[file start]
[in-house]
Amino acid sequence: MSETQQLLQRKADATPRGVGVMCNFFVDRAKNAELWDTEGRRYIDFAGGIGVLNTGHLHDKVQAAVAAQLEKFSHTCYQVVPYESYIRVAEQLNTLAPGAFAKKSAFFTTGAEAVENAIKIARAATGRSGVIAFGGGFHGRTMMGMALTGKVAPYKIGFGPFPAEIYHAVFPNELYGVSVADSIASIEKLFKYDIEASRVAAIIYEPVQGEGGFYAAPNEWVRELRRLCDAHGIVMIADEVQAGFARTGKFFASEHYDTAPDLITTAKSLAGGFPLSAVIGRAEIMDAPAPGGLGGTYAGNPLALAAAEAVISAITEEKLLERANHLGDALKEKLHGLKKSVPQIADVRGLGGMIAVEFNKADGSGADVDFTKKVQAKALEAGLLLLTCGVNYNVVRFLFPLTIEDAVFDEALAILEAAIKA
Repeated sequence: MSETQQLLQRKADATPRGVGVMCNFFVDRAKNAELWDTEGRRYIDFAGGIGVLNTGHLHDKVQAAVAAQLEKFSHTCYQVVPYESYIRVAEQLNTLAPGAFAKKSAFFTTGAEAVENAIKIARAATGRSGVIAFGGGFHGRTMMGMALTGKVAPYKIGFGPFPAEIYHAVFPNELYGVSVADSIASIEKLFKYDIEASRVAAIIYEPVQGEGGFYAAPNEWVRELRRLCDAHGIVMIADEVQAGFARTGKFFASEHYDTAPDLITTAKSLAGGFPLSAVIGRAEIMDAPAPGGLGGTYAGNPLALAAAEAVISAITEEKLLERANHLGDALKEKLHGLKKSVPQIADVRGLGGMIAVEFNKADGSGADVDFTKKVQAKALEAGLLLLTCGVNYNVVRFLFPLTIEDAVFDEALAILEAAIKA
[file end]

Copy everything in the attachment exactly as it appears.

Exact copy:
[in-house]
Amino acid sequence: MSETQQLLQRKADATPRGVGVMCNFFVDRAKNAELWDTEGRRYIDFAGGIGVLNTGHLHDKVQAAVAAQLEKFSHTCYQVVPYESYIRVAEQLNTLAPGAFAKKSAFFTTGAEAVENAIKIARAATGRSGVIAFGGGFHGRTMMGMALTGKVAPYKIGFGPFPAEIYHAVFPNELYGVSVADSIASIEKLFKYDIEASRVAAIIYEPVQGEGGFYAAPNEWVRELRRLCDAHGIVMIADEVQAGFARTGKFFASEHYDTAPDLITTAKSLAGGFPLSAVIGRAEIMDAPAPGGLGGTYAGNPLALAAAEAVISAITEEKLLERANHLGDALKEKLHGLKKSVPQIADVRGLGGMIAVEFNKADGSGADVDFTKKVQAKALEAGLLLLTCGVNYNVVRFLFPLTIEDAVFDEALAILEAAIKA
Repeated sequence: MSETQQLLQRKADATPRGVGVMCNFFVDRAKNAELWDTEGRRYIDFAGGIGVLNTGHLHDKVQAAVAAQLEKFSHTCYQVVPYESYIRVAEQLNTLAPGAFAKKSAFFTTGAEAVENAIKIARAATGRSGVIAFGGGFHGRTMMGMALTGKVAPYKIGFGPFPAEIYHAVFPNELYGVSVADSIASIEKLFKYDIEASRVAAIIYEPVQGEGGFYAAPNEWVRELRRLCDAHGIVMIADEVQAGFARTGKFFASEHYDTAPDLITTAKSLAGGFPLSAVIGRAEIMDAPAPGGLGGTYAGNPLALAAAEAVISAITEEKLLERANHLGDALKEKLHGLKKSVPQIADVRGLGGMIAVEFNKADGSGADVDFTKKVQAKALEAGLLLLTCGVNYNVVRFLFPLTIEDAVFDEALAILEAAIKA